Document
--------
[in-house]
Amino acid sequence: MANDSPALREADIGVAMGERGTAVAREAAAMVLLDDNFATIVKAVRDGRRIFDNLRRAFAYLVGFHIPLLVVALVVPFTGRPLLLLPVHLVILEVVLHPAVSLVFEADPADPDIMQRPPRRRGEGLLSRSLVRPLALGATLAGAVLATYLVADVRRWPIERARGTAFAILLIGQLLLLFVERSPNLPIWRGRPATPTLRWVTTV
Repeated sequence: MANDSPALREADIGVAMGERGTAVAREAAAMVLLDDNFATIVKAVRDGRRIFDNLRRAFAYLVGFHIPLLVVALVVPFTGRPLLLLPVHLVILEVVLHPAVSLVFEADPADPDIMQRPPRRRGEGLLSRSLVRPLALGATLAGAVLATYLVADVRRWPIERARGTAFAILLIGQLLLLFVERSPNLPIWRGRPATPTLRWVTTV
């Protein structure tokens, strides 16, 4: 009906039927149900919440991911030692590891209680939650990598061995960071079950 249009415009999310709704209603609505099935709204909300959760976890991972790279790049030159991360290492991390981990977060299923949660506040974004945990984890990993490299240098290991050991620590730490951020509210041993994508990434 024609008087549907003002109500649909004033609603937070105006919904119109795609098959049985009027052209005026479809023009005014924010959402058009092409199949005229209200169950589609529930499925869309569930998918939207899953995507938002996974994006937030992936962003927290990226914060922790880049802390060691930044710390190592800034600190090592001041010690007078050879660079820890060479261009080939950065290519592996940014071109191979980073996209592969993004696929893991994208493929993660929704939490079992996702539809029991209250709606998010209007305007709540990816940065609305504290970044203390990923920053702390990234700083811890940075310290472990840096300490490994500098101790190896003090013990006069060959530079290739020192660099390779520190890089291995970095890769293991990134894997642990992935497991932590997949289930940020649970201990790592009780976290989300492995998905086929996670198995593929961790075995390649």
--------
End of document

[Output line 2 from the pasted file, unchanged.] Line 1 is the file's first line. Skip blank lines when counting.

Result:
Amino acid sequence: MANDSPALREADIGVAMGERGTAVAREAAAMVLLDDNFATIVKAVRDGRRIFDNLRRAFAYLVGFHIPLLVVALVVPFTGRPLLLLPVHLVILEVVLHPAVSLVFEADPADPDIMQRPPRRRGEGLLSRSLVRPLALGATLAGAVLATYLVADVRRWPIERARGTAFAILLIGQLLLLFVERSPNLPIWRGRPATPTLRWVTTV